Utah Core Standards
UT.K.CC. COUNTING AND CARDINALITY (K.CC)
Know number names and the counting sequence. Count to tell the number of objects. Identify and compare quantities of objects and numerals.
K.CC.1. Count to 100 by ones and by tens.
K.CC.2. Count forward beginning from a given number within the known sequence (instead of having to begin at 1).
K.CC.4. Understand the relationship between numbers and quantities; connect counting to cardinality.
K.CC.4.a. When counting objects, say the numbers in the standard order. Pair each quantity of objects with one and only one number, and each number with the correct quantity of objects.
K.CC.4.b. Understand that the last number said represents the number of objects counted. The number of objects is the same regardless of their arrangement or the order in which they were counted.
K.CC.4.c. Understand that each successive number refers to a quantity that is one greater than the previous number.
K.CC.5. Use counting to answer questions about “how many.” For example, 20 or fewer objects arranged in a line, a rectangular array, or circle; 10 or fewer objects in a scattered configuration. Using a number from 1–20, count out that many objects.
K.CC.6. Use matching or counting strategies to identify whether the number of objects in one group is greater than, less than, or equal to the number of objects in another group. Include groups with up to ten objects.
K.CC.7. Compare two numbers between 1 and 10 presented as written numerals using “greater than,” “less than,” or “equal to.
UT.K.OA. OPERATIONS AND ALGEBRAIC THINKING (K.OA)
Understand addition as putting together and adding to, and understand subtraction as taking apart and taking from.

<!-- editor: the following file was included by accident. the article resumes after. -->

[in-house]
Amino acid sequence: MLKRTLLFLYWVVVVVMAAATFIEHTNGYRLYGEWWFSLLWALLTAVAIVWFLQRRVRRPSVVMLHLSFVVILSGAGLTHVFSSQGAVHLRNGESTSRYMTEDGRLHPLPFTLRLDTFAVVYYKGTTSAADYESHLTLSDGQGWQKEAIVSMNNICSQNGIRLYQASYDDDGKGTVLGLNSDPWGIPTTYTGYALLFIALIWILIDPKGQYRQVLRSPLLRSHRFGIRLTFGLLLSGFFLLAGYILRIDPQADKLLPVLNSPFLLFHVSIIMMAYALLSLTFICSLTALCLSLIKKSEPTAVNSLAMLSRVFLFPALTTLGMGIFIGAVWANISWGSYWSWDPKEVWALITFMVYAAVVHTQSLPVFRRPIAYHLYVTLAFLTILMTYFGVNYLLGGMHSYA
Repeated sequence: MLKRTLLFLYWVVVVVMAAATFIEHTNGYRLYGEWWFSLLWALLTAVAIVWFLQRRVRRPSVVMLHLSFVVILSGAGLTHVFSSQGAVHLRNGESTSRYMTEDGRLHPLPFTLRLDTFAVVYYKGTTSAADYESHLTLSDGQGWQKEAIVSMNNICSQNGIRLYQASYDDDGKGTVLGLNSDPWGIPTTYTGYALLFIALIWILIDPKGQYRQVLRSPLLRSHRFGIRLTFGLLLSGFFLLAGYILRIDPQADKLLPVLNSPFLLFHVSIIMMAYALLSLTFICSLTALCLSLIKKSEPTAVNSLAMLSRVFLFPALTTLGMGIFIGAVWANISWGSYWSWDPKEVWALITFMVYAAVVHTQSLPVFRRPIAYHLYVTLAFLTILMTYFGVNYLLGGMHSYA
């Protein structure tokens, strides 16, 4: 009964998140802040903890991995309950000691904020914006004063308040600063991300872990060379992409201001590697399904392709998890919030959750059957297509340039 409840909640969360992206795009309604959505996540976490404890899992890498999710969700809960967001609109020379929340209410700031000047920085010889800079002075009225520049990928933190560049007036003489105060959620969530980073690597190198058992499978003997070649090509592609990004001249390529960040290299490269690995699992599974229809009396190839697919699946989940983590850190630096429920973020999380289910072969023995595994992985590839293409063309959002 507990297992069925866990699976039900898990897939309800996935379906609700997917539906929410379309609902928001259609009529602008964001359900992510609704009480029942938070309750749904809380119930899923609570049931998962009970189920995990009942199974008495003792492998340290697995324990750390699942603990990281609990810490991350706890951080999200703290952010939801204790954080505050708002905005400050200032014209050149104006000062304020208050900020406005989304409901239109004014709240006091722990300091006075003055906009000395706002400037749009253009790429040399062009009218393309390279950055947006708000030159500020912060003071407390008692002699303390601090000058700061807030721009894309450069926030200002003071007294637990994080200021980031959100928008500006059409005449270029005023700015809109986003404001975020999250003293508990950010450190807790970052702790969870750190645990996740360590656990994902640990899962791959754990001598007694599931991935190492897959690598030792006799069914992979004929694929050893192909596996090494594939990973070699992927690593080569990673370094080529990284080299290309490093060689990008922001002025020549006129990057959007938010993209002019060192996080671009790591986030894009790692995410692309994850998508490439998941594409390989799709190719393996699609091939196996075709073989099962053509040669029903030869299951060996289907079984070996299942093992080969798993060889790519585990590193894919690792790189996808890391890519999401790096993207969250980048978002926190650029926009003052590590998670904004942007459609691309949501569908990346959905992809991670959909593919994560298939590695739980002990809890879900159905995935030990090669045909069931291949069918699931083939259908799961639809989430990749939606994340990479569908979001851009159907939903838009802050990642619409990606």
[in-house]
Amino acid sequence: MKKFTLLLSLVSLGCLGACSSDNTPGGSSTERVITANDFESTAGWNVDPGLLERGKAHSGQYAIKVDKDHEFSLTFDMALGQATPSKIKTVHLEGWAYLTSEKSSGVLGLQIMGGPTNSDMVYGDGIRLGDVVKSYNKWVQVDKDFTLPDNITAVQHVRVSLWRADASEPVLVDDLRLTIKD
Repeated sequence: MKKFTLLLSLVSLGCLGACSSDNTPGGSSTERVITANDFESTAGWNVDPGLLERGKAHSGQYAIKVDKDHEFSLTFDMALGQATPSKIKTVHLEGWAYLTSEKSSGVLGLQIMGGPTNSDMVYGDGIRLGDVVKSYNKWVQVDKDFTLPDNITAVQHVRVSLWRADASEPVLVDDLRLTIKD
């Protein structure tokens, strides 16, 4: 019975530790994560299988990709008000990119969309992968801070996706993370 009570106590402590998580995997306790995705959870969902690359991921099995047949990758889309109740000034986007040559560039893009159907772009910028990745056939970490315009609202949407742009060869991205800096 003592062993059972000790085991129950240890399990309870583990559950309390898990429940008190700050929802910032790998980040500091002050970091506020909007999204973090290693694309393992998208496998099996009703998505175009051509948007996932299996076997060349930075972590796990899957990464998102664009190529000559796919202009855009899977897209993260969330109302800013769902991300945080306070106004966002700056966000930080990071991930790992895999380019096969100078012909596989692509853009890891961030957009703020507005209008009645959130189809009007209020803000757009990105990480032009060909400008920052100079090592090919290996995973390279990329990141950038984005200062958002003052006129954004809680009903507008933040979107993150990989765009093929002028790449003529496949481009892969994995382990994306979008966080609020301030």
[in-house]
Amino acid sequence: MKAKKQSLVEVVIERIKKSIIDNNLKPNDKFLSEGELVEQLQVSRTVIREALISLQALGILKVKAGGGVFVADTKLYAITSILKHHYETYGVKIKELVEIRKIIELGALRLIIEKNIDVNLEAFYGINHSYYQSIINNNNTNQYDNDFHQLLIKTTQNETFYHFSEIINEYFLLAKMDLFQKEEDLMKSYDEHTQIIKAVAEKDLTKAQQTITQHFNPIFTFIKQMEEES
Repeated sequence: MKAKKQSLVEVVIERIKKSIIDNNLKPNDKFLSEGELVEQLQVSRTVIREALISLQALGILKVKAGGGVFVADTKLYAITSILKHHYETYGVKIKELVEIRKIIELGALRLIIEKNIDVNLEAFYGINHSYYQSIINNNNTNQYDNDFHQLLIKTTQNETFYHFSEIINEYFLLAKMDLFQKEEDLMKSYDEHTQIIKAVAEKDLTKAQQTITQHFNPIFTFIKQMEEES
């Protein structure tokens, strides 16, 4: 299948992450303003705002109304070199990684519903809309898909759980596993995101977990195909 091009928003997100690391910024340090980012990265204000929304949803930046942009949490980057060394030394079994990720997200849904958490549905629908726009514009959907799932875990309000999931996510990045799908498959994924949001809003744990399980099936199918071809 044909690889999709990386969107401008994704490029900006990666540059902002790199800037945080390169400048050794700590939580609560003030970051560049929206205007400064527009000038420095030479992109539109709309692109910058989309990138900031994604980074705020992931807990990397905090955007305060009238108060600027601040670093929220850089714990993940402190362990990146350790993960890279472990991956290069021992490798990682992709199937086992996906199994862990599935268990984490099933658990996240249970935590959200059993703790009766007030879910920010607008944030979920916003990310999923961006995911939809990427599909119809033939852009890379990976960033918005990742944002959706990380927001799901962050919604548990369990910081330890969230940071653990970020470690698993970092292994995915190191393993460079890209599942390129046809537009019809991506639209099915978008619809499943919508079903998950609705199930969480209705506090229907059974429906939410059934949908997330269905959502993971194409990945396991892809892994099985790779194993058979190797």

K.OA.1. Represent addition and subtraction with objects, fingers, mental images, simple drawings, or sounds. For example, use clapping, act out situations, and use verbal explanations, expressions, or equations.
K.OA.2. Solve addition and subtraction word problems within 10. Use objects or drawings to represent the problem.
K.OA.3. Decompose numbers less than or equal to 10 into pairs in more than one way by using objects or drawings. Record each decomposition by a drawing or equation. For example, 5 = 2 + 3 and 5 = 4 + 1.
K.OA.4. Make sums of 10 using any number from 1 to 9. For example, 2 + 8 = 10. Use objects or drawings to represent and record the answer.
K.OA.5. Fluently add and subtract using numbers within 5.
UT.K.NBT. NUMBER AND OPERATIONS IN BASE TEN (K.NBT)
Compose and decompose numbers 11–19 to gain foundations for place value.
K.NBT.1. Compose and decompose numbers from 11–19 into ten ones and some further ones. Use objects or drawings and record each composition or decomposition by a drawing or equation. For example, 18 = 10 + 8. Understand that these numbers are composed of ten ones and one, two, three, four, five, six, seven, eight, or nine ones.
UT.K.MD. MEASUREMENT AND DATA (K.MD)
Describe and compare measurable attributes of objects and classify objects and count the number of objects in each category.
K.MD.2. Directly compare two objects with a measurable attribute in common, to see which object has "more of"/"less of" the attribute, and describe the difference. For example, directly compare the length of two pencils and describe one as shorter or longer.
K.MD.3. Classify objects into given categories; count the numbers of objects in each category and sort the categories by count. Limit the category counts to less than or equal to 10.
UT.K.G. GEOMETRY (K.G)
Identify and describe shapes, including squares, circles, triangles, rectangles, hexagons, cubes, cones, cylinders, and spheres. Analyze, compare, create, and compose shapes.
K.G.1. Describe objects in the environment using names of shapes, and describe the relative positions of these objects using terms such as above, below, beside, in front of, behind, and next to.
K.G.2. Correctly name shapes regardless of their orientations or overall sizes.
K.G.4. Analyze, compare, and sort two- and three-dimensional shapes and objects, in different sizes and orientations, using informal language to describe their similarities, differences, and other attributes (for example, color, size, shape, number of sides).